11. I find it intriguing that everyone responded to the reincarnation aspect of this post--I thought it was really a sidebar to universalism and definitely a non-starter for me. I don't have a strong response to any particular afterlife mythos (except the standard Christian story of one-short chance to get it right or damnation and eternal torment). Whether there is a recycling of souls or we get one life and our soul is done when we die, it boils down to the same thing--all we've got is this life right now to make the most of and hopefully leave the world a little bit better than it was when we got here.

  12. Like you, I've come to redefine many of these terms.

    I grew up in an abusive home. My father was/is an atheist and he did not allow us any information about God or religion. He didn't want us "brainwashed" by what he called the "Sheep". He said so many times that believers were just sheep, followers who didn't have a brain.

    I came to fear all the terms associated with religion. God, Jesus, church, temple, faith, soul, saved... any of those would bring on a panic attack.

    Like you, I don't believe that heaven is an actual place where I - as I am now - will go. I believe we are all part of something, that I will go on in some way, forever, as an integral part of the whole. We can't know or imagine what that would be like because all we can see is our tiny piece of the puzzle.

    I know there is a guiding force, which I now choose to call God. I feel the presense of that spirit around me, in me and in others.

    It's good to know.

  13. Each day since I received this, I’ve read it and figured I should reply. However, it is one of those things that is more than I can get my arms around; therefore, I don’t know what to say to sound reasonably intelligent.

    Well, here is my comment, for whatever it is worth:

    I still say it makes no sense because you are, each time, starting at square one without any knowledge of having passed Go or collected $200. So, what potential is there that you’ll do any better the second time than the first, or the six thousand second than the six thousand first? None! Absolutely none! It is all a throw of the dice. I’d take my chances at the casino over reincarnation.

    Terry Gray

  14. See? This is why I think a determined focus on afterlife doctrine is self-defeating. No one can ever really KNOW what happens in the afterlife; it is all hypothesis that is supposed to make your life meaningful, but if it isn't even intelligible to a reasonably smart person, then how does that create meaning? Much better to focus on what you CAN KNOW, the here and now: you're born, you live, you die. Make the most of it; leave things better than when you came.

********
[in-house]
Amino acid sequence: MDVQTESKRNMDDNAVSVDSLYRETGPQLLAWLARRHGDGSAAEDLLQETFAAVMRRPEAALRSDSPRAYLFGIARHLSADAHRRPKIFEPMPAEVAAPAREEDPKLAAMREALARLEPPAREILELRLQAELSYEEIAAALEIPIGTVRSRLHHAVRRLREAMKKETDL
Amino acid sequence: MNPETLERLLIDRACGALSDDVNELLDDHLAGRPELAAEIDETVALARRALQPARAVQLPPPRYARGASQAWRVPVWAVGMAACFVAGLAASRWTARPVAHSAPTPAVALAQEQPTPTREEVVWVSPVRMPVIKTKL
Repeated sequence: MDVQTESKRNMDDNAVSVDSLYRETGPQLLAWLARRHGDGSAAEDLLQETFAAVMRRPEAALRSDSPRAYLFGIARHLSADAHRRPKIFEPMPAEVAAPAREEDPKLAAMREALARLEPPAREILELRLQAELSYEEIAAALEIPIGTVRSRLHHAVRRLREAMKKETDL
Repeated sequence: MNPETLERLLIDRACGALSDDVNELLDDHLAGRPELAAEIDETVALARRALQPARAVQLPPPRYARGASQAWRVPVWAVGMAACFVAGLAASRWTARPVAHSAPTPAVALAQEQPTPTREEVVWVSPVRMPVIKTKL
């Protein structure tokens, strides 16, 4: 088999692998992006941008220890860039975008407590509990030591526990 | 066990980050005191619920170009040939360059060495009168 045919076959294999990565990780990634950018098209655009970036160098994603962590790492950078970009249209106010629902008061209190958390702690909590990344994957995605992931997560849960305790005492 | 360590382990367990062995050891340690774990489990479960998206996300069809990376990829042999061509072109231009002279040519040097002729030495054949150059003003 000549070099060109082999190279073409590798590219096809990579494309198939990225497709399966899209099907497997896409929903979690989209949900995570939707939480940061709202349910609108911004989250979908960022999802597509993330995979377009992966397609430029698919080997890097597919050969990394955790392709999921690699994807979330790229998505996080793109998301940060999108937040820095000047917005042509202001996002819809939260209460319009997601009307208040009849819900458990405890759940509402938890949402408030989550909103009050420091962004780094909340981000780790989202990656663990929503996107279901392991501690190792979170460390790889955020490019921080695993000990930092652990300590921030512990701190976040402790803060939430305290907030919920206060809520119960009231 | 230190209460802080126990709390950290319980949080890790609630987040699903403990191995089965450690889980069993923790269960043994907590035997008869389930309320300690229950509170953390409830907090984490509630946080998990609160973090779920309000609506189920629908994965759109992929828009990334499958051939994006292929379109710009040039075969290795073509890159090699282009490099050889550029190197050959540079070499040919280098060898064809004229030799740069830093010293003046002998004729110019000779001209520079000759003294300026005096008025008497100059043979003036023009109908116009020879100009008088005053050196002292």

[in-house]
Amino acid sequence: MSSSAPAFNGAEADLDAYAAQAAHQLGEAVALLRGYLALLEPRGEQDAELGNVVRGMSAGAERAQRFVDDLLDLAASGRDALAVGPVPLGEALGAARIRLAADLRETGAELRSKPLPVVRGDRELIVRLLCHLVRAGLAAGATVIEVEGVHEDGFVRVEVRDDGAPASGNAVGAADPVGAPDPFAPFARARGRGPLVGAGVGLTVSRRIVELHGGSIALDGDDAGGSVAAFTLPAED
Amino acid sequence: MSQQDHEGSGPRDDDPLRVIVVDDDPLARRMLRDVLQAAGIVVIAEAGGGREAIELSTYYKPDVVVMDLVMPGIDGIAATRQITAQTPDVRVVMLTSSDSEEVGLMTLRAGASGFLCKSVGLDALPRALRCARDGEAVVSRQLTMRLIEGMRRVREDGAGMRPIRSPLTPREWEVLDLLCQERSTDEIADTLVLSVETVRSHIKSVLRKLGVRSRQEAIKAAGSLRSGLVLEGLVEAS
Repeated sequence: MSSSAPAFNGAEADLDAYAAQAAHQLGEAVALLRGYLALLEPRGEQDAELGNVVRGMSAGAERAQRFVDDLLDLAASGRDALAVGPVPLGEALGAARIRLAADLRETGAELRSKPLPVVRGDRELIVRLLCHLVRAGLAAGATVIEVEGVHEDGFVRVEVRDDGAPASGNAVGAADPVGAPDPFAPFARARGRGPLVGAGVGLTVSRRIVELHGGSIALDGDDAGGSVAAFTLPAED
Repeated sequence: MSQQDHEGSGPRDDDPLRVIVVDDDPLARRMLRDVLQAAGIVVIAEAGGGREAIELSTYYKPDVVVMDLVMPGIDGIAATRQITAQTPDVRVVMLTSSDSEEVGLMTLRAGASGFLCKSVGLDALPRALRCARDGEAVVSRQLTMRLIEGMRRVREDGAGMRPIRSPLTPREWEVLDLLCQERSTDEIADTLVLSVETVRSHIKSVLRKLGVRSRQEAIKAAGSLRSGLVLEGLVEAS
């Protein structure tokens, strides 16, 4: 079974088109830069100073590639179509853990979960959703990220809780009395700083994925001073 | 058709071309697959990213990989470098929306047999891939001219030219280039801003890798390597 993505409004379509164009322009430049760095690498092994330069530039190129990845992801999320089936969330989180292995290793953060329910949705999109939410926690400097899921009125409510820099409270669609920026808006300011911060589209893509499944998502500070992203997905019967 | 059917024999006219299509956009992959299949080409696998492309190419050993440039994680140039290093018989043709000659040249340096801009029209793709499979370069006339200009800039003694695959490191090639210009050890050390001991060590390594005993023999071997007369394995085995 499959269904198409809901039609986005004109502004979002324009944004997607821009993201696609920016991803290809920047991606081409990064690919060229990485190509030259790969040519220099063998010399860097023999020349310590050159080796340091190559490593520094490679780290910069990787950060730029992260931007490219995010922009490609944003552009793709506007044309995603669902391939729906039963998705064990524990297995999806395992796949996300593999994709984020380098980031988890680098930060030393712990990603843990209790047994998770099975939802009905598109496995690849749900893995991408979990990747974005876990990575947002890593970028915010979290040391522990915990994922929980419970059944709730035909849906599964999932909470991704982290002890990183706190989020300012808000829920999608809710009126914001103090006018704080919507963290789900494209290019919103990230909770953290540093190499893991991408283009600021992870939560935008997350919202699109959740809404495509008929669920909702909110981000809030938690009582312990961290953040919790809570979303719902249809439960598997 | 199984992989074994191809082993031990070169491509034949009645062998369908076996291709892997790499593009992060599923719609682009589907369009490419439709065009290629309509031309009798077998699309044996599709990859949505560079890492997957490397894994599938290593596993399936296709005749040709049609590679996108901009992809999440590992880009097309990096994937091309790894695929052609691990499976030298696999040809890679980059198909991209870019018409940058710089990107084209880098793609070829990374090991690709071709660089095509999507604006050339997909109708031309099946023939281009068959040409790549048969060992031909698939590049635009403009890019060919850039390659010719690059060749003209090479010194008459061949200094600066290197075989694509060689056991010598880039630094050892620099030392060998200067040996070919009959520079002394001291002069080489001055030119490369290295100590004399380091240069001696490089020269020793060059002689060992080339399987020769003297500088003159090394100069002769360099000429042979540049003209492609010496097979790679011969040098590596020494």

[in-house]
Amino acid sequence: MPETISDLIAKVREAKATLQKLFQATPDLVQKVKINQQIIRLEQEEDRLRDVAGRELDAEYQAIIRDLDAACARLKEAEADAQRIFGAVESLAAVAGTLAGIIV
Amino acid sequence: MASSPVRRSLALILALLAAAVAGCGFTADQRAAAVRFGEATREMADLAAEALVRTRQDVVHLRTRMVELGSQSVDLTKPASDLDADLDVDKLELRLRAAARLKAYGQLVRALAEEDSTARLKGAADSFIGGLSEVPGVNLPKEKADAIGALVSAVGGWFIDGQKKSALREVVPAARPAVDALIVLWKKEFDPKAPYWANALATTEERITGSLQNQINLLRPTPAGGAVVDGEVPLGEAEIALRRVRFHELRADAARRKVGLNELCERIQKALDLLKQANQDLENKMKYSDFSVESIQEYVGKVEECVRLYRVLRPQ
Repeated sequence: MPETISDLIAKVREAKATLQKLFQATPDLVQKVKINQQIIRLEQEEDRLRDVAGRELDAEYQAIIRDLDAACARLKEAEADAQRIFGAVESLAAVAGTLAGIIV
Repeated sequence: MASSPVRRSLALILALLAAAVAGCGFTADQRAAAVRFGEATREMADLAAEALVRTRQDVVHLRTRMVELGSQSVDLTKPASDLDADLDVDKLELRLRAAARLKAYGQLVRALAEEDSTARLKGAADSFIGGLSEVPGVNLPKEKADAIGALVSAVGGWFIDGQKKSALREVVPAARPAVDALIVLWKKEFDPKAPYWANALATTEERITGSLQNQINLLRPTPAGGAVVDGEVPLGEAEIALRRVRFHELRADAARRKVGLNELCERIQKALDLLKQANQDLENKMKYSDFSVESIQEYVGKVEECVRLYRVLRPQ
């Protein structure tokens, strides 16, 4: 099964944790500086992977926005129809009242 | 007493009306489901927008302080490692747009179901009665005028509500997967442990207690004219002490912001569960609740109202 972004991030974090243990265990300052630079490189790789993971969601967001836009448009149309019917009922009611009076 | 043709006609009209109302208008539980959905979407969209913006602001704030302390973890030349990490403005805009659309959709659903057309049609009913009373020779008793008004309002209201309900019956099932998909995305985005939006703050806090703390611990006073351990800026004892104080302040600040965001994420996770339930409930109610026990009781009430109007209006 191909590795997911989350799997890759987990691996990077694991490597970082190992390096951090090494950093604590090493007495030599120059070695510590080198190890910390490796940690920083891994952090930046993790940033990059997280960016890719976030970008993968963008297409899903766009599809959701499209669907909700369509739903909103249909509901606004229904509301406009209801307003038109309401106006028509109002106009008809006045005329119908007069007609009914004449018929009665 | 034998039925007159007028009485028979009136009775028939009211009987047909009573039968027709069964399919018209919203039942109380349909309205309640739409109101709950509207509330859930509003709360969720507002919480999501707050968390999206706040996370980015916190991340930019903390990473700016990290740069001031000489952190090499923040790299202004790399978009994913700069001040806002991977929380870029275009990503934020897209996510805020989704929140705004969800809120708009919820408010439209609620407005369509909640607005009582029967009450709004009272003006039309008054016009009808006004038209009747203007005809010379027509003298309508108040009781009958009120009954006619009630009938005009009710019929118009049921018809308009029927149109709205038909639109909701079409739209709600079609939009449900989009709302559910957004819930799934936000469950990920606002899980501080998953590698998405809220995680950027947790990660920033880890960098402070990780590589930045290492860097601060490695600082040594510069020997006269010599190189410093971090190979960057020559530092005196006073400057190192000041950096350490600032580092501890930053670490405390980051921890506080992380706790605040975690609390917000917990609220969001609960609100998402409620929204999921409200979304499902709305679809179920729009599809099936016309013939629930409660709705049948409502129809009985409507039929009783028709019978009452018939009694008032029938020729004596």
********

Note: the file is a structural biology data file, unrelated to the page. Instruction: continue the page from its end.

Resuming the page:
15. Shen,

    It is so sad to know that spiritual abuse can happen even under the guise of "no religion at all". I'm glad that you have found peace with the Divine.

  16. I've believed a lot of different things over the course of my life (from childhood on). I've engaged in a lot of different spiritual and religious practices. And I've considered myself at least more or less an adherent to at least a couple of the main religions. I've deeply encountered and had friends and family who followed a fair number more.

    I agree that "universalism" without a lot more definition isn't really even a meaningful category. Most of the descriptions you do hear involve forcing a "salvation" on people that is different from what they have actively sought and desired.

    One of the recent in-depth studies of religious beliefs found that roughly a quarter of American Christians do believe in some form of reincarnation. (I forget which one. But it was one of the academic ones, not a Barna survey.) Personally I've still at this point spent more of my life believing in the transmigration of souls than I have as a Christian, so that statistic surprised me. One of the things that pulled me deeper into Christian faith was its description of us as fully embodied beings (I don't have an identity or being somehow separate or disengaged from my body) and its promise of resurrection. Resurrection and reincarnation say very different things about what it means to be a human being and they aren't really compatible.

    With that said, I do have the sort of "universalist" hope that, for instance, St. Gregory of Nyssa and St. Isaac the Syrian had. I'm incredulous at the idea that even the most twisted and cold human heart would not eventually be warmed by the unveiled and inescapable love of God.

  17. Hi, Scott. Thanks for stopping by. I read your blog even though I don't comment--did you see yourself on my blogroll?

    it is so true that Universalism as a so much more than most people realize when they first begin to think about it. the more you dig into the question, the more nuanced the discussion must become. My post is really only the veriest tip of the iceberg.